“We were really like running wild and we spent a lot of time shutting the world out”. American artist Dan Colen looking back upon his collaboration with fellow artists Ryan McGinley and Dash Snow while they were “destroying rooms” but in their heads thinking “we are not hurting anything”.
Dash Snow who The New York Times has called “the latest incarnation of that timeless New York species, the downtown Baudelaire” was “one of these guys who lives his art, his character was his creation”, Dan Colen says in this video about their relationship and how it influenced Colen’s life and work.
“Our work were very different, but we had a major influence on each other, both personally and professionally” . “We took a road trip, we wanted the energy that we were accustomed to and had to create the energy ourselves”, “it wasn’t a public performance, it wasn’t for an audience. It was how we dialogued almost. It was about how we were affectionate, it was about our relationship, Colen says and tells the story about how the gallery owner Jeffrey Deith gave them the keys to the gallery and they lived there for a week transforming the place into ‘a hamster cage’ of people and activities. “We destroyed the rooms but in our heads it was more like: We are not actually hurting anything”, Colen says about that period.
Dash died in 2009 at the age of 28. “We had a special connection, that was very intimate. But it gave me a kind of clarity to lose him”, Colen says.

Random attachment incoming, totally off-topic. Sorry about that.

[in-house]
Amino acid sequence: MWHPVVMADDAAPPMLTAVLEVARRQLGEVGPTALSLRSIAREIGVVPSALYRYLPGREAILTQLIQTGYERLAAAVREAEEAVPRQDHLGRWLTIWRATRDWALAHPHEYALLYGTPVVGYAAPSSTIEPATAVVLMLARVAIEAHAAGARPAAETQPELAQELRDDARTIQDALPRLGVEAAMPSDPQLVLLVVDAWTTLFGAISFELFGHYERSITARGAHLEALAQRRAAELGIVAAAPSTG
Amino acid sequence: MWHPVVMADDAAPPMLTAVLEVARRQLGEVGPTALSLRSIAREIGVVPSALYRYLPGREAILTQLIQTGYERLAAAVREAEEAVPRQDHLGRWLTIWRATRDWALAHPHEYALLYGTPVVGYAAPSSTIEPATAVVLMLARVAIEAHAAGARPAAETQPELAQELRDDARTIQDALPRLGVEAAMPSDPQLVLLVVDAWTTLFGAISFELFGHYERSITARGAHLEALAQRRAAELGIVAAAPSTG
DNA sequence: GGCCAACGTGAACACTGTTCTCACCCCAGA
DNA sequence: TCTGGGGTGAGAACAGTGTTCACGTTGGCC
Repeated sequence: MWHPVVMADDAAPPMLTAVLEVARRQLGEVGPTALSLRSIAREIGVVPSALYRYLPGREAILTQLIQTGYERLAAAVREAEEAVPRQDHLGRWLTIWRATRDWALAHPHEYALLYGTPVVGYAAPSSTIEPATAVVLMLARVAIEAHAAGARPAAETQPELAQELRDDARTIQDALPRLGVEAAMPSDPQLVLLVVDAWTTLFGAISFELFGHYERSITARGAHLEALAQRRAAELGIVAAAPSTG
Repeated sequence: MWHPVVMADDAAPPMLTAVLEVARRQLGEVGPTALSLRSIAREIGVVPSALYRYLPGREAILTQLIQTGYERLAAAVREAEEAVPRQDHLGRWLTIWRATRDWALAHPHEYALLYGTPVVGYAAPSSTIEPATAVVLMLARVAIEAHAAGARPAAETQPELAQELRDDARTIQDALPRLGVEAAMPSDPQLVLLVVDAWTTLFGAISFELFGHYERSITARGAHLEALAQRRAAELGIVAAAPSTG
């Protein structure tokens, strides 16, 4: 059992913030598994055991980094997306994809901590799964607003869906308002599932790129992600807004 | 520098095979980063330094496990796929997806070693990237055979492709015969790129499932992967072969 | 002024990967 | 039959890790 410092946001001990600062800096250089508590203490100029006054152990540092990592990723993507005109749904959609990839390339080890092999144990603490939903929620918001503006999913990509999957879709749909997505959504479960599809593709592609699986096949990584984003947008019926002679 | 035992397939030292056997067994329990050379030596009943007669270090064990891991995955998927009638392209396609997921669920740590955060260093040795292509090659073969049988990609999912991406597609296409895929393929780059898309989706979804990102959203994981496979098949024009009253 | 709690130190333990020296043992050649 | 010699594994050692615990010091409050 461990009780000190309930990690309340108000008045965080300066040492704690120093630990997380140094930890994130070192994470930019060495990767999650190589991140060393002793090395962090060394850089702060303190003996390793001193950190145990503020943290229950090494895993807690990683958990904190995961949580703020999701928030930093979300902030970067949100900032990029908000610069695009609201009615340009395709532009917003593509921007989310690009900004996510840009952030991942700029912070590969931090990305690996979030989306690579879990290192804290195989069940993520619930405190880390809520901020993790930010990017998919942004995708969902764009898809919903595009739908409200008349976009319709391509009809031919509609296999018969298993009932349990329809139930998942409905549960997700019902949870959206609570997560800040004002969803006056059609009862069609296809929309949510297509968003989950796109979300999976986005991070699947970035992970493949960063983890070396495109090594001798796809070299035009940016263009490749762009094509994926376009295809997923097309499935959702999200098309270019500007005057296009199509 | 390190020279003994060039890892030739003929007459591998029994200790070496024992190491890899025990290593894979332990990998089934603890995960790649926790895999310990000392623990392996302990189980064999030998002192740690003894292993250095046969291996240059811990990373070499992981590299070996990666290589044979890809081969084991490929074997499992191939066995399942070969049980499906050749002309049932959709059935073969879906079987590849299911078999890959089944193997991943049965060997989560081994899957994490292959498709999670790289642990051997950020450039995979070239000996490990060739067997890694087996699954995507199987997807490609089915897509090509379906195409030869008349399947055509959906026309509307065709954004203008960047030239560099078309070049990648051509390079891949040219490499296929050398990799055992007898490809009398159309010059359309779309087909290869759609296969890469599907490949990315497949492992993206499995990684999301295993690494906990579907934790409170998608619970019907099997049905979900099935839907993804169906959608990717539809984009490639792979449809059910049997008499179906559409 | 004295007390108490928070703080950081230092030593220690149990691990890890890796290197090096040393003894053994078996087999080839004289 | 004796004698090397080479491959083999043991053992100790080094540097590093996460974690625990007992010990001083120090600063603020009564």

Dan Colen’s show at the Gagosian Gallery in 2010 named ‘Poetry‘ was dealing with Dash Snow’s death. “You walked in from 24th Street and saw a large brick wall. Series of motorcycles that was knocked down like a domino next to each other. Behind the motorcycles was a painting of empty bottles on a table. I started it before Dash’ death and I finished afterwards. And my life style changed a lot and my relationship to everything did. It became a kind of icon for that moment of my life”. “The work came like if I had rediscovered life, because I had forgot about life for so long.”
Dan Colen (b 1979) named the bad boy of post-pop in New York. Colen’s visual art consist of many medias such as painted sculptures, graffiti inspired paintings and installations.
Ryan McGinley (b 1977) photographer, in 2003 at the age of 25 McGinley was one of the youngest artists to have a solo show at The Whitney Museum of American Art.
Dan Colen was interviewed by Jesper Bundgaard in New York City in spring 2014.
Supported by Nordea-fonden